91. Tie: Wake Forest University, Winston-Salem, North Carolina

Reduction in student borrowing: 23.6%

Image Credit: Wake Forest University, Winston-Salem, N.C..

89. Lyon College, Batesville, Arkansas

Reduction in student borrowing: 24.2%

Image Credit: Lyon College, Batesville, Ark..

88. Claremont McKenna College, Claremont, California

Reduction in student borrowing: 24.5%

Image Credit: Claremont McKenna College, Claremont, Calif. .

87. Bacone College, Muskogee, Oklahoma

Reduction in student borrowing: 24.6%

Image Credit: Bacone College, Muskogee, Okla..

86. The College of Idaho, Caldwell, Idaho

Reduction in student borrowing: 25.0%

Image Credit: The College of Idaho, Caldwell, Idaho.

85. Tie: Moravian College, Bethlehem, Pennsylvania

Reduction in student borrowing: 25.1%

Image Credit: Moravian College, Bethlehem, Pa..

85. Tie: Mars Hill University, Mars Hill, North Carolina

Reduction in student borrowing: 25.1%

Image Credit: Mars Hill University, Mars Hill, N.C..

83. Lafayette College, Easton, Pennsylvania

Reduction in student borrowing: 25.4%

Image Credit: Lafayette College, Easton, Pa..

82. Colby-Sawyer College, New London, New Hampshire

Reduction in student borrowing: 25.5%

Image Credit: Colby-Sawyer College, New London, N.H..

81. Berea College, Berea, Kentucky

Reduction in student borrowing: 25.7%

Image Credit: Berea College, Berea, Ky..

80. Cardinal Stritch University, Milwaukee, Wisconsin

Reduction in student borrowing: 26.3%

Image Credit: Cardinal Stritch University, Milwaukee, Wis. .

79. William Jessup University, Rocklin, California

Reduction in student borrowing: 26.4%

Image Credit: William Jessup University, Rocklin, Calif..

78. Baker University, Baldwin City, Kansas

Reduction in student borrowing: 26.9%

Image Credit: Baker University, Baldwin City, Kan. .

77. California Institute of Technology, Pasadena, California

Reduction in student borrowing: 27.1%

Image Credit: California Institute of Technology, Pasadena, Calif..

76. Rochester College, Rochester Hills, Michigan

Reduction in student borrowing: 27.6%

Image Credit: Rochester College, Rochester Hills, Mich..

75. Trinity University, San Antonio, Texas

Reduction in student borrowing: 27.7%

Image Credit: Trinity University, San Antonio, Texas .

74. LeTourneau University, Longview, Texas

Reduction in student borrowing: 27.8%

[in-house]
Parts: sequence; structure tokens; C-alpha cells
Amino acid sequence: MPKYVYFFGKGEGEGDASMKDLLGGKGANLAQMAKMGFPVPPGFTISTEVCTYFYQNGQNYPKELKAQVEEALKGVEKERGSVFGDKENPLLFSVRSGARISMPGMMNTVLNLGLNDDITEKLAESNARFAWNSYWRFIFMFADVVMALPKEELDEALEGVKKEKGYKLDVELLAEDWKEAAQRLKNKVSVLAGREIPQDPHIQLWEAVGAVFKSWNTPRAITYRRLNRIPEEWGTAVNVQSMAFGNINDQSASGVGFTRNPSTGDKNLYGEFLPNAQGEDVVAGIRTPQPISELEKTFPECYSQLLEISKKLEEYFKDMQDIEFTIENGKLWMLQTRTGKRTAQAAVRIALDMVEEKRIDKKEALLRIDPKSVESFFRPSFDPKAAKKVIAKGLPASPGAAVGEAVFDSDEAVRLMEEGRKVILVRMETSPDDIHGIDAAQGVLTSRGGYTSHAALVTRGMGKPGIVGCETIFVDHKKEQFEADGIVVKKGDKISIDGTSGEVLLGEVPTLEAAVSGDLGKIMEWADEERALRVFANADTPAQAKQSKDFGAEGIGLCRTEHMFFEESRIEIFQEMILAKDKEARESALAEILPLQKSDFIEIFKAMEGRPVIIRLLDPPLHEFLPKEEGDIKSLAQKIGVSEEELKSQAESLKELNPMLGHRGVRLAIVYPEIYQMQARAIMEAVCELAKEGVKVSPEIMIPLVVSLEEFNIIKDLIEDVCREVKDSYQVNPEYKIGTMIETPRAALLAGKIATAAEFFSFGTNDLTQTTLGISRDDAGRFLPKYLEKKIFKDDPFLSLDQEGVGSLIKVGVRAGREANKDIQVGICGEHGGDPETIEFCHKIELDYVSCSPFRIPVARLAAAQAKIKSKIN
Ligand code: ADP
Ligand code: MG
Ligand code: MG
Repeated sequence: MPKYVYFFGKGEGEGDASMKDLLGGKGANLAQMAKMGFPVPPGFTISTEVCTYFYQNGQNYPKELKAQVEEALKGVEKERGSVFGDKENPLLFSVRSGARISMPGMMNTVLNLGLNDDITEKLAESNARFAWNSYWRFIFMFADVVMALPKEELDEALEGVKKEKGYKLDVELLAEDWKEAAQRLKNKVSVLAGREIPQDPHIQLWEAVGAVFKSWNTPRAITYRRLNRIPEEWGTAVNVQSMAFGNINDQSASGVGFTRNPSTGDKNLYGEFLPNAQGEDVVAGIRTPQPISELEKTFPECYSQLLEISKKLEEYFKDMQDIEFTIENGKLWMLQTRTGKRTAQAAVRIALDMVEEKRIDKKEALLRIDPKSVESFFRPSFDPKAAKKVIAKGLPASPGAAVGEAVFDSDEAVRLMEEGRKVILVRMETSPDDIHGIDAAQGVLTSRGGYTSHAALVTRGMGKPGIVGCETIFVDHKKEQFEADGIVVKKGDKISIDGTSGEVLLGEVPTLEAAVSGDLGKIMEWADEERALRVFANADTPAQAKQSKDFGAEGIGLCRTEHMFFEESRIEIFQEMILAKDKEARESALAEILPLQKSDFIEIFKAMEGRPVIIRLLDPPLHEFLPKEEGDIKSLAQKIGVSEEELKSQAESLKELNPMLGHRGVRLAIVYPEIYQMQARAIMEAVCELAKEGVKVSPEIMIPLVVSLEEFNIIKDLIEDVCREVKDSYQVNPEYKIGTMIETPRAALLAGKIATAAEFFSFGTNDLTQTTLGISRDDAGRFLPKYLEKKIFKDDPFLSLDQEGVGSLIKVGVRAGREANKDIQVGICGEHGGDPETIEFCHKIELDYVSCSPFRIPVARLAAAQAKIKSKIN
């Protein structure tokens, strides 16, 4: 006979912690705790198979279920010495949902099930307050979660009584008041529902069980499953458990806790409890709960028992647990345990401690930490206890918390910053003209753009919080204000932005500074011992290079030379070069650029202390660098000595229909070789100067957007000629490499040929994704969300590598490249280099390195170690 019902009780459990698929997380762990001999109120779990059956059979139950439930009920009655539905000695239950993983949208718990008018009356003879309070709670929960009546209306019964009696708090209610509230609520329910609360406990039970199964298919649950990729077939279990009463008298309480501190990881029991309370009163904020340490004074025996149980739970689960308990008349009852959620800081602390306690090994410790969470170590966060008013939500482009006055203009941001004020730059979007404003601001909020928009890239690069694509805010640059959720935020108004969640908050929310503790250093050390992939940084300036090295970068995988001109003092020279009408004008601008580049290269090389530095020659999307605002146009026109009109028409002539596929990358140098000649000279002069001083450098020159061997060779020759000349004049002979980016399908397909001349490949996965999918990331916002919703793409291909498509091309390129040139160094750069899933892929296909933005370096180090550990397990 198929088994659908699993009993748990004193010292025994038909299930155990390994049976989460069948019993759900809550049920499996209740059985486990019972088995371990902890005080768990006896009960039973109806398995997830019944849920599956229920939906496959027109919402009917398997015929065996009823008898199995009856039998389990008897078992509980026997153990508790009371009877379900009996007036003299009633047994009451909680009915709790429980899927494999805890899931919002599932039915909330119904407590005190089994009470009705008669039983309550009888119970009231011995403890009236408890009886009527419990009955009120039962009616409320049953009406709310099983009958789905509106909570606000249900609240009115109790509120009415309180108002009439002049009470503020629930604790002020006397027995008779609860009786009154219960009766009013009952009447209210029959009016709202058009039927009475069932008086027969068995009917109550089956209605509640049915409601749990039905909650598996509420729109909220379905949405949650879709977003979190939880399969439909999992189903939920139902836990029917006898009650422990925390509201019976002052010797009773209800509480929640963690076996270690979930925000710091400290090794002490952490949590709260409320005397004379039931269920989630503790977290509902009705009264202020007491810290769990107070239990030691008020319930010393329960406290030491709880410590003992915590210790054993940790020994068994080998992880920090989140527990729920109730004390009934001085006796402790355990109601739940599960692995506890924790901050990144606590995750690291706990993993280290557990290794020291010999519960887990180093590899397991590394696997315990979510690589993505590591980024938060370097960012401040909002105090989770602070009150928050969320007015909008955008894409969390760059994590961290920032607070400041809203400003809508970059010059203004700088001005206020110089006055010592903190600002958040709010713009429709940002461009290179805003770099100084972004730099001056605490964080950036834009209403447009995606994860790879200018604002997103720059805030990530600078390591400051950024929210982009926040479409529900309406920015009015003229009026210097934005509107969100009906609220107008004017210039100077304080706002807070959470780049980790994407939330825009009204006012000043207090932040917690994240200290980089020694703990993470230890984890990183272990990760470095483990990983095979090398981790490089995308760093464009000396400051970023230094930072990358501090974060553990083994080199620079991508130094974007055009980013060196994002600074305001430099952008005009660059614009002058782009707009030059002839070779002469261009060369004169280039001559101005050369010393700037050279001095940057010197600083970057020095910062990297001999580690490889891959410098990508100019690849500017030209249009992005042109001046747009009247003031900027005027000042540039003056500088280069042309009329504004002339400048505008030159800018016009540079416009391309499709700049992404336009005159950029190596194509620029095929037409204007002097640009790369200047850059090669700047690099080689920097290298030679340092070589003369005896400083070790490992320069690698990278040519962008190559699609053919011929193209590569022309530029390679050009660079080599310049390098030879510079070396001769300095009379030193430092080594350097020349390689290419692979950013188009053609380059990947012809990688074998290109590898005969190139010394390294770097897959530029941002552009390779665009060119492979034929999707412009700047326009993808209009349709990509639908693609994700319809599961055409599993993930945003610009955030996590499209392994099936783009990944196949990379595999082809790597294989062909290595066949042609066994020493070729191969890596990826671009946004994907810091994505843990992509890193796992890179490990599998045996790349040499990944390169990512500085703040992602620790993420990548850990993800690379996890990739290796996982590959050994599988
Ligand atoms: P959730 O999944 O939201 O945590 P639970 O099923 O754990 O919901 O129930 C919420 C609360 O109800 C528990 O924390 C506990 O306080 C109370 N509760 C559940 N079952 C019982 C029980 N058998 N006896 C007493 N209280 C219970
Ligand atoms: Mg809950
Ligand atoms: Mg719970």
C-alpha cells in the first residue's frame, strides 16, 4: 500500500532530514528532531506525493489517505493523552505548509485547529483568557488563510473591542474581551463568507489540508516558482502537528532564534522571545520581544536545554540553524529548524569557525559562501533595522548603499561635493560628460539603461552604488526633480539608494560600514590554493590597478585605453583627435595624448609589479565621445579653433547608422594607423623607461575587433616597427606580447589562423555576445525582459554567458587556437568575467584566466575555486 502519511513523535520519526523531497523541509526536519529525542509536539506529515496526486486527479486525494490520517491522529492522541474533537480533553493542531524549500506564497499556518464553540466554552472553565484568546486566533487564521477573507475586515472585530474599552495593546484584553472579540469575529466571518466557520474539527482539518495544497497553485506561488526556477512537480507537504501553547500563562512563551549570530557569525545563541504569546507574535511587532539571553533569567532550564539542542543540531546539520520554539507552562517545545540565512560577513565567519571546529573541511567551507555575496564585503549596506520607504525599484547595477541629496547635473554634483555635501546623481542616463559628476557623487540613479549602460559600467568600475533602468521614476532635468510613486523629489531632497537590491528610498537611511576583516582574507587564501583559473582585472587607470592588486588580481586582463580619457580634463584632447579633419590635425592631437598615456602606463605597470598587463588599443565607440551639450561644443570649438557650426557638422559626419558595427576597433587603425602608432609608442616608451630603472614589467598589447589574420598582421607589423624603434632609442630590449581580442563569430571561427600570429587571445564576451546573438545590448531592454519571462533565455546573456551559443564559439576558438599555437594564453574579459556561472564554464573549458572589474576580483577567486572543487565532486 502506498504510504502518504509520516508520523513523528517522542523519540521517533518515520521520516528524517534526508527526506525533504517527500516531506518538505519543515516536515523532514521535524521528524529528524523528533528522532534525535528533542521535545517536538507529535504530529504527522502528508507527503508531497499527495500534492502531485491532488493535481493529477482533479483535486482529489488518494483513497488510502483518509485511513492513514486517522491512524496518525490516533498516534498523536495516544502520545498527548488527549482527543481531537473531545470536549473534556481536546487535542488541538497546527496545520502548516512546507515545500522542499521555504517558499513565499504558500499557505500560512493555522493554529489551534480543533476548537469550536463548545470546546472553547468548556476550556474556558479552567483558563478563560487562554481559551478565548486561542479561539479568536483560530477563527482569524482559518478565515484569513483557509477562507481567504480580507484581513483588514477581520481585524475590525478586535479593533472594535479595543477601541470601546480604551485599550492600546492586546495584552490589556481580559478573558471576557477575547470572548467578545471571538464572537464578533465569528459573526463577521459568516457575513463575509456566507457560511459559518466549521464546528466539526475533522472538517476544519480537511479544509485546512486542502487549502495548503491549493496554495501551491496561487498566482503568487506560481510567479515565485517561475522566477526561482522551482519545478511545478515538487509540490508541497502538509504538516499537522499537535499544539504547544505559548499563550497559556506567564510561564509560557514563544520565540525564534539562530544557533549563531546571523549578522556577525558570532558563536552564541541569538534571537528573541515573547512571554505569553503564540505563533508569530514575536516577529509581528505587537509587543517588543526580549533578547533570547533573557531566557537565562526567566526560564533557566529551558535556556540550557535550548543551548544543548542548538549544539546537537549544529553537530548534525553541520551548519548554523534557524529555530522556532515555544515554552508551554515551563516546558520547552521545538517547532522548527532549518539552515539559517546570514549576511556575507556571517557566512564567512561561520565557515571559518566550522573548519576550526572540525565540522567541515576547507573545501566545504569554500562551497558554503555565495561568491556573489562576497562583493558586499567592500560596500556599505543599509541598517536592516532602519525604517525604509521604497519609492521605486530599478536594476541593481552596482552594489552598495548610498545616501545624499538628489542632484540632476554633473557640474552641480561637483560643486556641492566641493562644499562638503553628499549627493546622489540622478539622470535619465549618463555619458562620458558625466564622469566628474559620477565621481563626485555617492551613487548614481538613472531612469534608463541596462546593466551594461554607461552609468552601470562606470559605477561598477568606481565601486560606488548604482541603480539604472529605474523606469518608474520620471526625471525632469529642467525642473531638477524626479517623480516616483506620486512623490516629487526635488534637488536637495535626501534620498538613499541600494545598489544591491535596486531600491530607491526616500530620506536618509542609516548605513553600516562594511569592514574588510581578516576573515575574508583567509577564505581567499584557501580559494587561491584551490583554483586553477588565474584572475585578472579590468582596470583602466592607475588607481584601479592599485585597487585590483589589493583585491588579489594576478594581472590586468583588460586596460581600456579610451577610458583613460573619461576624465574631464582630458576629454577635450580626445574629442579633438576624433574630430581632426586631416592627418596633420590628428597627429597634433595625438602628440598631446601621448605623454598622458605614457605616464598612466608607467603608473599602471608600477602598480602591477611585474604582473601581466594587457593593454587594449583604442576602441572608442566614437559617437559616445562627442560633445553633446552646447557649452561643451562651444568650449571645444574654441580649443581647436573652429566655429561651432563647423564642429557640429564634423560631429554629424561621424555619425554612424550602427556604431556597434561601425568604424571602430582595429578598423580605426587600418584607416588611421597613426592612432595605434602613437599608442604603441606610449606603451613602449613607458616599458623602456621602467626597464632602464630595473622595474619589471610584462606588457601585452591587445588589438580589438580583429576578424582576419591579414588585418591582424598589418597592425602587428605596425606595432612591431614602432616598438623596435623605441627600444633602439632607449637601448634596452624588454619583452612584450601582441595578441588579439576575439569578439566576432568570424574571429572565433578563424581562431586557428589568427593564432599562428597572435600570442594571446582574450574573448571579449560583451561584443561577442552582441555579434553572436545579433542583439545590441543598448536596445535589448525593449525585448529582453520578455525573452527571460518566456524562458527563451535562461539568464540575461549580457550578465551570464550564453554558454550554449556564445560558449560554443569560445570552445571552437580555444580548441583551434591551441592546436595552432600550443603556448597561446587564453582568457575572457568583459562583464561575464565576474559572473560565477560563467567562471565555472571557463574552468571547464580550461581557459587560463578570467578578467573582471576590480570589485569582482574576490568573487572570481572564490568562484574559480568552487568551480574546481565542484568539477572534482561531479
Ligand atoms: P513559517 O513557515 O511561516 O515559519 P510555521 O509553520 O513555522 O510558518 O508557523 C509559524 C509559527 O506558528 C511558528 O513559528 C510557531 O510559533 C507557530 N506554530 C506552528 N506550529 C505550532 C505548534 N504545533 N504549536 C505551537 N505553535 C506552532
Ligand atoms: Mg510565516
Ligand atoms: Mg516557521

Image Credit: LeTourneau University, Longview, Texas.

73. Regis College, Weston, Massachusetts

Reduction in student borrowing: 28.0%

Image Credit: Regis College, Weston, Mass. .

72. Wabash College, Crawfordsville, Indiana

Reduction in student borrowing: 28.6%

Image Credit: Wabash College, Crawfordsville, Ind..

71. Williams College, Williamstown, Massachusetts

Reduction in student borrowing: 28.9%

Image Credit: Williams College, Williamstown, Mass..

70. Tie: College of the Holy Cross, Worcester, Massachusetts

Reduction in student borrowing: 29.4%

Image Credit: College of the Holy Cross, Worcester, Mass..

70. Tie: Medaille College, Buffalo, New York

Reduction in student borrowing: 29.4%

Image Credit: Medaille College, Buffalo, N.Y. .

68. Boston College, Chestnut Hill, Massachusetts

Reduction in student borrowing: 29.8%

Image Credit: Boston College, Chestnut Hill, Mass. .

67. Wingate University, Wingate, North Carolina

Reduction in student borrowing: 30.5%

Image Credit: Wingate University, Wingate, N.C. .

66. California Institute of the Arts, Valencia, California

Reduction in student borrowing: 31.3%

Image Credit: California Institute of the Arts, Valencia, Calif..

65. Wilmington University, New Castle, Delaware

Reduction in student borrowing: 31.6%

Image Credit: Wilmington University, New Castle, Del..

64. Birmingham Southern College, Birmingham, Alabama

Reduction in student borrowing: 31.7%

Image Credit: Birmingham Southern College, Birmingham, Ala..

63. Lees-McRae College, Banner Elk, North Carolina

Reduction in student borrowing: 32.0%

Image Credit: Lees-McRae College, Banner Elk, N.C. .

62. Tie: Upper Iowa University, Fayette, Iowa

Reduction in student borrowing: 32.4%

Image Credit: Upper Iowa University, Fayette, Iowa .

62. Edward Waters College, Jacksonville, Florida

Reduction in student borrowing: 32.4%

Image Credit: Edward Waters College, Jacksonville, Fla..

60. Tie: Wesley College, Dover, Delaware

Reduction in student borrowing: 32.5%

Image Credit: Wesley College, Dover, Del. .

60. Tie: Bloomfield College, Bloomfield, New Jersey

Reduction in student borrowing: 32.5%

Image Credit: Bloomfield College, Bloomfield, N.J. .

60. Tie: Graceland University, Lamoni, Iowa

Reduction in student borrowing: 32.5%

Image Credit: Graceland University, Lamoni, Iowa .

60. Tie: Spring Arbor University, Spring Arbor, Michigan

Reduction in student borrowing: 32.5%

Image Credit: Spring Arbor University, Spring Arbor, Mich. .

56. Bluefield College, Bluefield, Virginia

Reduction in student borrowing: 32.6%

Image Credit: Bluefield College, Bluefield, Va..

55. Ohio Christian University, Circleville, Ohio

Reduction in student borrowing: 32.7%

Image Credit: Ohio Christian University, Circleville, Ohio.

54. Pitzer College, Claremont, California

Reduction in student borrowing: 33.3%

Image Credit: Pitzer College, Claremont, Calif..

53. Indiana Wesleyan University, Marion, Indiana